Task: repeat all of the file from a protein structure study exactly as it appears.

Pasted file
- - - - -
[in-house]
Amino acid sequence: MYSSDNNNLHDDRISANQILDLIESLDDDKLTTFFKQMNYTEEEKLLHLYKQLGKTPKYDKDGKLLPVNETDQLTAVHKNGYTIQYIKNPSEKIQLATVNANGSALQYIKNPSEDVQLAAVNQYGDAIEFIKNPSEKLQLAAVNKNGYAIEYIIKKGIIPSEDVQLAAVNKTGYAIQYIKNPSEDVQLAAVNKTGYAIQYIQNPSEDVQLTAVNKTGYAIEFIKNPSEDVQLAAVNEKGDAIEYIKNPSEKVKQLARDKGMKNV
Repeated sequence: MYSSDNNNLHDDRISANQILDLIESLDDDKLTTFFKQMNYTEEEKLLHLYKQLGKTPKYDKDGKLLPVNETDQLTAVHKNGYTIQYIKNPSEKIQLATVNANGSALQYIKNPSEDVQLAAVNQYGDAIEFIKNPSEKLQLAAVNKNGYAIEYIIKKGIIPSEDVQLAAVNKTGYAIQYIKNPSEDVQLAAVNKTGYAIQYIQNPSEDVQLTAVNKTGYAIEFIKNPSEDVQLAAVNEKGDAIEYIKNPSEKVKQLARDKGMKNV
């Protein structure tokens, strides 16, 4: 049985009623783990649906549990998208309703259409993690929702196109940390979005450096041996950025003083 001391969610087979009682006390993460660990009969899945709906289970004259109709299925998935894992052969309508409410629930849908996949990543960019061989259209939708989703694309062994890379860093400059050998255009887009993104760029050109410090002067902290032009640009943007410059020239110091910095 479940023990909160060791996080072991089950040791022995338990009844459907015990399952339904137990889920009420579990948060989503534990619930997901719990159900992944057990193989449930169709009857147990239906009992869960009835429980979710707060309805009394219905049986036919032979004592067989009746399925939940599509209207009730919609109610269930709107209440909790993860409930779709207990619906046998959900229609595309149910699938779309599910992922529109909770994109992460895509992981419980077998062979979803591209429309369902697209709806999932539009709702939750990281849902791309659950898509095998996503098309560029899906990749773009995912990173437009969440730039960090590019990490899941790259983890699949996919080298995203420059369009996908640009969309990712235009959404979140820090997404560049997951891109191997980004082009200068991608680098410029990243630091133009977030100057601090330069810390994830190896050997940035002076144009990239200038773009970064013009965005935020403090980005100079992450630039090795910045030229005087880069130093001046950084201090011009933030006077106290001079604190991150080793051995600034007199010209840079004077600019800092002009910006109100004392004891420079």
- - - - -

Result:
[in-house]
Amino acid sequence: MYSSDNNNLHDDRISANQILDLIESLDDDKLTTFFKQMNYTEEEKLLHLYKQLGKTPKYDKDGKLLPVNETDQLTAVHKNGYTIQYIKNPSEKIQLATVNANGSALQYIKNPSEDVQLAAVNQYGDAIEFIKNPSEKLQLAAVNKNGYAIEYIIKKGIIPSEDVQLAAVNKTGYAIQYIKNPSEDVQLAAVNKTGYAIQYIQNPSEDVQLTAVNKTGYAIEFIKNPSEDVQLAAVNEKGDAIEYIKNPSEKVKQLARDKGMKNV
Repeated sequence: MYSSDNNNLHDDRISANQILDLIESLDDDKLTTFFKQMNYTEEEKLLHLYKQLGKTPKYDKDGKLLPVNETDQLTAVHKNGYTIQYIKNPSEKIQLATVNANGSALQYIKNPSEDVQLAAVNQYGDAIEFIKNPSEKLQLAAVNKNGYAIEYIIKKGIIPSEDVQLAAVNKTGYAIQYIKNPSEDVQLAAVNKTGYAIQYIQNPSEDVQLTAVNKTGYAIEFIKNPSEDVQLAAVNEKGDAIEYIKNPSEKVKQLARDKGMKNV
């Protein structure tokens, strides 16, 4: 049985009623783990649906549990998208309703259409993690929702196109940390979005450096041996950025003083 001391969610087979009682006390993460660990009969899945709906289970004259109709299925998935894992052969309508409410629930849908996949990543960019061989259209939708989703694309062994890379860093400059050998255009887009993104760029050109410090002067902290032009640009943007410059020239110091910095 479940023990909160060791996080072991089950040791022995338990009844459907015990399952339904137990889920009420579990948060989503534990619930997901719990159900992944057990193989449930169709009857147990239906009992869960009835429980979710707060309805009394219905049986036919032979004592067989009746399925939940599509209207009730919609109610269930709107209440909790993860409930779709207990619906046998959900229609595309149910699938779309599910992922529109909770994109992460895509992981419980077998062979979803591209429309369902697209709806999932539009709702939750990281849902791309659950898509095998996503098309560029899906990749773009995912990173437009969440730039960090590019990490899941790259983890699949996919080298995203420059369009996908640009969309990712235009959404979140820090997404560049997951891109191997980004082009200068991608680098410029990243630091133009977030100057601090330069810390994830190896050997940035002076144009990239200038773009970064013009965005935020403090980005100079992450630039090795910045030229005087880069130093001046950084201090011009933030006077106290001079604190991150080793051995600034007199010209840079004077600019800092002009910006109100004392004891420079």